A high proportion of the human population has consumed caffeine-containing beverages for many centuries. Authenticated usage of tea in China dates from a.d. 350. The beverage reached Europe in 1600. Coffee came into use as a beverage in Arabia around a.d. 1000 and was brought to Europe in the seventeenth century. Cocoa was consumed by the Aztecs in Mexico. In many parts of South America maté has been a source of substantial caffeine intake. Caffeine content of several contemporary food products is shown in Table 1.
Variations in caffeine content in specific plant species result from varietal diversity, climatic changes in the growing areas, and horticultural techniques. In tea, youngest leaf has the highest concentration (17). Processing conditions also affect caffeine content. High coffee roasting temperatures result in caffeine loss by sublimation (18). There is a higher level of caffeine in tea than in coffee beans, but 200 cups of tea beverage are obtained per pound of tea leaves, whereas only about 40 to 60 cups of coffee are usually prepared per pound of coffee beans.
By far, the greatest sources of dietary caffeine are coffee and tea, but cola beverages provide an increasing portion of the intake. The total per capita intake of caffeine by adults in the United States is about 3 mg/kg of body weight with about 2 mg/kg coming from coffee and most of the rest from tea. For caffeine users, average intake is approximately 4 mg/kg (19). The consumption by heavy users is of interest because of concern with possible health effects. Mean daily intake (mg/kg body weight) in the United States by consumers in the 90th to 100th percentiles of consumption varies with age level as follows:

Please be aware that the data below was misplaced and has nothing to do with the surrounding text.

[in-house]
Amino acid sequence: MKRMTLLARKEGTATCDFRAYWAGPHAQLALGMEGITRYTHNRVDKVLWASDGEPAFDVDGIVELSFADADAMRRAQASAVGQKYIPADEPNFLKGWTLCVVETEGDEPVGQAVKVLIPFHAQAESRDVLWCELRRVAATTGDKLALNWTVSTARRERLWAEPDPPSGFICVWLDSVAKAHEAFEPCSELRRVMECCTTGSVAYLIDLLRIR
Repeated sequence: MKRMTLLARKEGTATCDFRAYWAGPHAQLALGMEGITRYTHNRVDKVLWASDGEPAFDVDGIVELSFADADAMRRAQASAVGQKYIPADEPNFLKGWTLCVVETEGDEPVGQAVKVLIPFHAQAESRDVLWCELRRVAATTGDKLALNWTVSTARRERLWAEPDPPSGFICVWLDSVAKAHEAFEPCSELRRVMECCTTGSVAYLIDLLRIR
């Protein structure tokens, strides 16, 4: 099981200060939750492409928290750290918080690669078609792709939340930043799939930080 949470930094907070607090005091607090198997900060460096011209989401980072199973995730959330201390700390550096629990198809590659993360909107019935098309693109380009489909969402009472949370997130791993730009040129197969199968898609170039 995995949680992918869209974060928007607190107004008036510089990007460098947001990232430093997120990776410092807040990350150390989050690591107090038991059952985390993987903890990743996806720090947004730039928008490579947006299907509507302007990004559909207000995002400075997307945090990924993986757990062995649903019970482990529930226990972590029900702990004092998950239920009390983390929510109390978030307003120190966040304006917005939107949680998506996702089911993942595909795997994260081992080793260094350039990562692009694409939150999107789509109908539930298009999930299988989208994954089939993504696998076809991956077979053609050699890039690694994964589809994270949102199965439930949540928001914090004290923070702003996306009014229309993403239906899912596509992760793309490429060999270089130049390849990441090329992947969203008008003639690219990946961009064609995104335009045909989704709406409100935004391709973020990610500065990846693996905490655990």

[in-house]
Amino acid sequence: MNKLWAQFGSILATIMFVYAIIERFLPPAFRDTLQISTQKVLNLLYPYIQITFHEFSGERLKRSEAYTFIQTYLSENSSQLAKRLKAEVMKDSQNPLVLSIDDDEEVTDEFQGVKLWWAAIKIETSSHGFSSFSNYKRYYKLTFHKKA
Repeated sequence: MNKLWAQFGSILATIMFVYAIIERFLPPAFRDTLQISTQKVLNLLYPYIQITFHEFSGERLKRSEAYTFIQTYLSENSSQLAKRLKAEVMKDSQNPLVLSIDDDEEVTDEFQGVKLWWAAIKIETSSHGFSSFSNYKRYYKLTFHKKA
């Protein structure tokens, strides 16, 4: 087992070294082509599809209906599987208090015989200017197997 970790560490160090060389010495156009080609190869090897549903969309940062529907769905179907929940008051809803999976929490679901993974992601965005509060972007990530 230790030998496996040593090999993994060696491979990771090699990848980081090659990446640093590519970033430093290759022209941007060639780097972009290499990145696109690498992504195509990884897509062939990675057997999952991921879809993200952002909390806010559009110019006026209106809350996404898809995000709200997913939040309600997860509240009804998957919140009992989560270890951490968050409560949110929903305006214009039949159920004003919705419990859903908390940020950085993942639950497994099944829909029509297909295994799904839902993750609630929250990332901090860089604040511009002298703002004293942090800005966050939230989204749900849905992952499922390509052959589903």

Tea and soft drinks are the major caffeine sources for users under the age of 18. Coffee becomes the major source for those over that age (20).
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